That work is to begin in the spring and, if all goes well, be completed midway through the year.
The Can-Do Kitchen will become Can-Do Kalamazoo as it relocates this year from 2,200 square feet of space on Lake Street to about 10,000 square feet of space on South Park Street. The layout of the larger space is shown here.
As the program expands to help entrepreneurs of all kinds, Dilley says, “One (type of business) that pops up pretty readily for us is health and wellness products -- lip balms, creams or things like that, which are kind of related to food but they really aren’t. We’re ready to help those folks.”
She says, “We anticipate service-based businesses, technology-based businesses. There’s a lot of interest in retail. Some folks design clothing or print clothing that they want to be able to sell retail.”
She also anticipates personal-service businesses like beauty salons will seek support from the business incubator.
“They’re already existing,” Dilley says. “A lot of these folks have had their businesses going on some level for a while. They maybe just need some more access to resources, funding, support, mentorship. While other folks just haven’t gotten into it yet.”
Judy Sarkozy holds two loaves of Challah bread inside Sarkozy Bakery and Cafe in downtown Kalamazoo. She says she didn’t know anything about business when she started 44 years ago so she’s happy entrepreneurs now have Can-Do Kalamazoo.
She says the role of Can-Do Kalamazoo will be to help coordinate those services among all its partner organizations. While some of those organizations may use office space in the new Can-Do location as needed, they will continue at their established locations.
Can-Do’s new location will include office space for staff, co-working (shared leasable) office space, open space with desks for plug-ins, classrooms, small-meeting space, a commercial kitchen divided into a hot cooking area and a food prep area, space for multi-purpose events, and room for pop-up retail events.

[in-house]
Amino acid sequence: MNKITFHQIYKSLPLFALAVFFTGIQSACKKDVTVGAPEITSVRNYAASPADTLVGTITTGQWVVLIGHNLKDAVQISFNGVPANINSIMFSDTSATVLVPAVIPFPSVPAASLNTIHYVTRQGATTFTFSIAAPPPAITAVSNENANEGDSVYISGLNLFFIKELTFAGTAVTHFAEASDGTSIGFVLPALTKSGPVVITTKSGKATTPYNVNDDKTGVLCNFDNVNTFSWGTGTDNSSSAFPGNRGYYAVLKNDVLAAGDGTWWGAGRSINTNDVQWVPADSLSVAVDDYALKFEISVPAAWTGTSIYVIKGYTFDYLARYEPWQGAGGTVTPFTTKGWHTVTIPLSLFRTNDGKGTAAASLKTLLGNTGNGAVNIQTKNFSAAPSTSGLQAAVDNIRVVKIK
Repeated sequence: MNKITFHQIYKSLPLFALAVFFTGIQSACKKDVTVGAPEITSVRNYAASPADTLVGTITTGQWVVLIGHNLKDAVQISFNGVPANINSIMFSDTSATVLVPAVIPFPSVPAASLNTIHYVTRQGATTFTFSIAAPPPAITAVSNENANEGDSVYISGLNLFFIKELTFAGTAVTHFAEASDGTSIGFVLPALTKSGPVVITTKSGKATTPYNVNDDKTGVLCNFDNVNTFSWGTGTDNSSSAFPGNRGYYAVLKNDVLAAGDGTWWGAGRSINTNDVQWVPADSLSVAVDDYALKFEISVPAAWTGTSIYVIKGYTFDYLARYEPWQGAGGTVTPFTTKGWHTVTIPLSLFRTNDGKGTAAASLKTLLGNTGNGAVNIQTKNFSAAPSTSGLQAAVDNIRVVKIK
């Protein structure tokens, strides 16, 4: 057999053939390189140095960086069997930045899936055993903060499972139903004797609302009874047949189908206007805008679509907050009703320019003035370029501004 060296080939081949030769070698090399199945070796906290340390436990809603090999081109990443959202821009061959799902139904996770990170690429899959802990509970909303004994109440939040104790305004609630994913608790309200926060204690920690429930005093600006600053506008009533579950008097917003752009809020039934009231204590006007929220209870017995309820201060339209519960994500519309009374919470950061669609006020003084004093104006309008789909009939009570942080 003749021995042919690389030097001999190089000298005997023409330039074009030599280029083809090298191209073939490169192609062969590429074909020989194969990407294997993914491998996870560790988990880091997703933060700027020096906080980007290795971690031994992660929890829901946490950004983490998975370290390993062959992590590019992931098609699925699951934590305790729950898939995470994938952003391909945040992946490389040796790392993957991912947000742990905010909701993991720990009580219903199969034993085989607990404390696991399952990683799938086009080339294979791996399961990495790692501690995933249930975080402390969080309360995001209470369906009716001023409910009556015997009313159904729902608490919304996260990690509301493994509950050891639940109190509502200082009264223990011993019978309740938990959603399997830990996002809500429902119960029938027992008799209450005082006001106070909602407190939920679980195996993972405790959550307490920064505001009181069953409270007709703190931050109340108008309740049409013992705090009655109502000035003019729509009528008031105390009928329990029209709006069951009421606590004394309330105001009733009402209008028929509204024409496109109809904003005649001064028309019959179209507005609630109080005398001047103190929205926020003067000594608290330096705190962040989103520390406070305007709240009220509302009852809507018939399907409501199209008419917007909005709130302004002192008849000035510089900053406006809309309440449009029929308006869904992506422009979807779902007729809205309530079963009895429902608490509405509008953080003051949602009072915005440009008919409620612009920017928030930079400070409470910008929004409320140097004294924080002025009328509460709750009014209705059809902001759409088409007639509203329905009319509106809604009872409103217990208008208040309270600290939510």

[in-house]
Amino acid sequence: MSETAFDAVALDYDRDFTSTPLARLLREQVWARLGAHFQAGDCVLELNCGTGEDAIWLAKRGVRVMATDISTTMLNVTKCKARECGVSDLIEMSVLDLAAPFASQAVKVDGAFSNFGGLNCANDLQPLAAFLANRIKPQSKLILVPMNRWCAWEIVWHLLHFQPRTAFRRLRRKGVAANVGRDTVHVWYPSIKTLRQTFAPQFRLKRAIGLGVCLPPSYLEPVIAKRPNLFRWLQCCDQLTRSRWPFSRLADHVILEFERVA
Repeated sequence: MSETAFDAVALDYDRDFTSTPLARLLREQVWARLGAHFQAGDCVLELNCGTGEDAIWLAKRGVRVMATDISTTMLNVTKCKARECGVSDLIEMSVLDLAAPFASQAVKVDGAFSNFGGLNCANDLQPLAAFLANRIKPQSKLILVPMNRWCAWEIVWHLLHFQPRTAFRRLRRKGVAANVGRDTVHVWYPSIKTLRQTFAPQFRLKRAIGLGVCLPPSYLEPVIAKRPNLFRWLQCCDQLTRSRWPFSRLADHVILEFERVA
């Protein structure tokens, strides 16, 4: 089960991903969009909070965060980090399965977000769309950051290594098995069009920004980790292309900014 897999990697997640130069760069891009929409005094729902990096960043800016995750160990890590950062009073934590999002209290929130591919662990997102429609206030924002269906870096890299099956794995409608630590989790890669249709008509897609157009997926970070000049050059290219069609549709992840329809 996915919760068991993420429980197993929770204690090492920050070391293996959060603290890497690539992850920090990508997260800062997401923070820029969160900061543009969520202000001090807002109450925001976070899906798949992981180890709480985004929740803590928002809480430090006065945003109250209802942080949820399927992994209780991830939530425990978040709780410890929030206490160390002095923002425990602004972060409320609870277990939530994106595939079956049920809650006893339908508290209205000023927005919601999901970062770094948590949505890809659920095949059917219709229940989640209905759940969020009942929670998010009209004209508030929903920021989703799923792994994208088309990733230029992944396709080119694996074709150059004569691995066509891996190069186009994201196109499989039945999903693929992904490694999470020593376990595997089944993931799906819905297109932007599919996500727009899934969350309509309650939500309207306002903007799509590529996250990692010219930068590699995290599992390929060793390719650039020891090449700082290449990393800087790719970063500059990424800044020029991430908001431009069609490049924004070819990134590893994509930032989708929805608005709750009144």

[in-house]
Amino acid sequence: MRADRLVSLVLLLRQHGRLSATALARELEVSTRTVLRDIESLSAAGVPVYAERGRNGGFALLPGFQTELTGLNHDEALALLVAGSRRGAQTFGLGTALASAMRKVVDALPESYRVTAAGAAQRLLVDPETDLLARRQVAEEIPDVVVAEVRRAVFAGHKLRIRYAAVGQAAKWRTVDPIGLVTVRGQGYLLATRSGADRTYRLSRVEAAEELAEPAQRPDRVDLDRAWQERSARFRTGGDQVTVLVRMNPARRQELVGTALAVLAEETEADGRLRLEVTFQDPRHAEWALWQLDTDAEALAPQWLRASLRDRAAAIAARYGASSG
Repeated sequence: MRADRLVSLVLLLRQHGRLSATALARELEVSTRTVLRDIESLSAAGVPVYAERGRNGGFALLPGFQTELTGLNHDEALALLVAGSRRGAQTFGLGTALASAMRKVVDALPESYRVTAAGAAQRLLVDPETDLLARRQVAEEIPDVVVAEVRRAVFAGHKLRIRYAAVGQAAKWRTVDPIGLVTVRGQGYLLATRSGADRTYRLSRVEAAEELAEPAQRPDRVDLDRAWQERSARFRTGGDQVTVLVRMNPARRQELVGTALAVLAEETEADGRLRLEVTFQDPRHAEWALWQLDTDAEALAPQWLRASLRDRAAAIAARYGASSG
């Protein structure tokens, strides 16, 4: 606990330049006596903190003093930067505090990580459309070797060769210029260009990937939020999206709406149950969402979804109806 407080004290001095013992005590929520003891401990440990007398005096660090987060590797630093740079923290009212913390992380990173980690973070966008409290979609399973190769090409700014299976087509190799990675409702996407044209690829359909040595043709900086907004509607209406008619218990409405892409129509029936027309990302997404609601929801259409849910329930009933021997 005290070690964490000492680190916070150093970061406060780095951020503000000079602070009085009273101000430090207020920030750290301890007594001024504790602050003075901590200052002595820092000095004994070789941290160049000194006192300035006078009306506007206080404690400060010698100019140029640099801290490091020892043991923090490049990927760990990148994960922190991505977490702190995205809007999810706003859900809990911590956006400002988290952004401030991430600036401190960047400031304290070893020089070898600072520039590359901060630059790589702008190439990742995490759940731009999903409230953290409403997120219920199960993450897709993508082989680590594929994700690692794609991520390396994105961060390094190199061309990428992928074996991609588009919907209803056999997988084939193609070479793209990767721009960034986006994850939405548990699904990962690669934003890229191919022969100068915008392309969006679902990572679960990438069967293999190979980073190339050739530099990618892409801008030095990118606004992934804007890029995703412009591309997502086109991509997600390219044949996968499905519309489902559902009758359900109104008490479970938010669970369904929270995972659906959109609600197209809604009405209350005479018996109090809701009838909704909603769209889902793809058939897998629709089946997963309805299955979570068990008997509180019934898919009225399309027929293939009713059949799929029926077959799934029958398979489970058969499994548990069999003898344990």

The organization is also expanding its 16-week Can-Do Camp, a small-business incubation process that teaches the requirements and best practices for starting a business. Set for Feb. 22 to June 7, the camp will allow participants to learn from local professionals and build a network of peers. Feb. 11 is the sign-up deadline for the camp. The cost is $400 per person.
Tempered by developments with the spread of COVID-19, it has not been determined whether the camp will be in-person, virtual, or a combination. Questions about the camp may be answered at Can-Do Kitchen’s monthly Virtual Group Tour & Info Session, which is scheduled for noon to 1 p.m. Saturday, Jan. 29, 2022. Sign-ups for those events are available here
Sarkozy says her bakery at 350 E. Michigan Ave. is having one of its best years. But the business, which now has 12 employees, may not have survived after fire destroyed its North Burdick Street location in 2012 if not for the Can-Do Kitchen. She used the kitchen’s space to continue to fill orders and generate revenue.
“The Gilmore (International Keyboard Festival) still wanted us to do cookies,” she says. “We didn’t know whether we were going to reopen again or not. But they still wanted their cookies. So we made them in the Can-Do Kitchen. And the response to that, to those cookies, really convinced me that I needed to reopen. So it was part of keeping Sarkozy Bakery alive.”
What stops people from starting a business?
Dilley says, “I think a lot of time it’s not knowing the next step to take and not being confident in themselves. And then I think money also gets in the way.”
Sarkozy says that when she started in business, she received counseling from professionals who didn’t understand why she was quibbling over paying $50 for a vacuum cleaner.
“These guys helping me were from Upjohn,” she says. “They didn’t understand anything on that level.”
Dilley says, “I think people don’t know where to turn first. But that’s part of what we do. Here’s a list of places to go to work on these things. Here are these documents. Here’s your road map. Here’s where you are right now. Here’s what you’ve accomplished. And here’s where you’re headed.”
She says being afraid to mess up is natural “but really that’s going to happen to everyone. We just need to do it in a supportive environment and learn from it.”